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Hoffmann, R. A wiki for the life sciences where authorship matters. Nature Genetics (2008)

Vascular endothelial growth factor-B-deficient mice display an atrial conduction defect.

BACKGROUND: Vascular endothelial growth factors (VEGFs) and their receptors are essential regulators of vasculogenesis and angiogenesis in both embryos and adults. One of the factors with a still unknown physiological function is VEGF-B, which is expressed in many tissues, including the heart. METHODS AND RESULTS: Mice carrying a targeted deletion in the VEGF-B gene were developed. In VEGF-B(-/-) animals, no gross abnormalities were observed in organs that normally show high expression of VEGF-B, such as the heart, muscle, and kidney. Analysis of heart function by ECG showed that adult VEGF-B(-/-) mice have an atrial conduction abnormality characterized by a prolonged PQ interval. VEGF- or basic fibroblast growth factor- induced corneal angiogenesis was similar in normal and VEGF-B(-/-) mice. CONCLUSIONS: VEGF-B seems to be required for normal heart function in adult animals but is not required for proper development of the cardiovascular system either during development or for angiogenesis in adults.[1]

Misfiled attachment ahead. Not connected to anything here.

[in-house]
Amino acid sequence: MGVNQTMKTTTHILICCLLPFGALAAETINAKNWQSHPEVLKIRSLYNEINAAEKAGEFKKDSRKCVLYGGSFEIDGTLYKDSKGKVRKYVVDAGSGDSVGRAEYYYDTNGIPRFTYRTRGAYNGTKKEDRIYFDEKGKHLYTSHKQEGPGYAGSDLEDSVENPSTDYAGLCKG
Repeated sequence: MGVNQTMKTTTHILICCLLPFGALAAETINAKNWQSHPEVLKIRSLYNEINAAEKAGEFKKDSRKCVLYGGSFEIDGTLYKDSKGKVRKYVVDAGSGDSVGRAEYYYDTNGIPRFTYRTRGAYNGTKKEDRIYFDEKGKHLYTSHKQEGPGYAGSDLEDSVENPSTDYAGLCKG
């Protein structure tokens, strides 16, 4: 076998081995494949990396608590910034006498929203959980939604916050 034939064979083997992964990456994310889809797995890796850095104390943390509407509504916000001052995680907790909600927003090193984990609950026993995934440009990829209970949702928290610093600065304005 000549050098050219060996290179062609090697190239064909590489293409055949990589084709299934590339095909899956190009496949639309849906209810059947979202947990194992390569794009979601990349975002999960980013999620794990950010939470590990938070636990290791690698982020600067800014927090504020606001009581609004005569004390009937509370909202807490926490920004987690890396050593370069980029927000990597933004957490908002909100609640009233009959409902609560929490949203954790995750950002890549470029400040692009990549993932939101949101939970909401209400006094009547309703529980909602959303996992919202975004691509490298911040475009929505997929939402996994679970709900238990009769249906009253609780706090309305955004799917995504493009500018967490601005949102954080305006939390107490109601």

1. Vascular endothelial growth factor-B-deficient mice display an atrial conduction defect. Aase, K., von Euler, G., Li, X., Pontén, A., Thorén, P., Cao, R., Cao, Y., Olofsson, B., Gebre-Medhin, S., Pekny, M., Alitalo, K., Betsholtz, C., Eriksson, U. Circulation (2001) [Pubmed]
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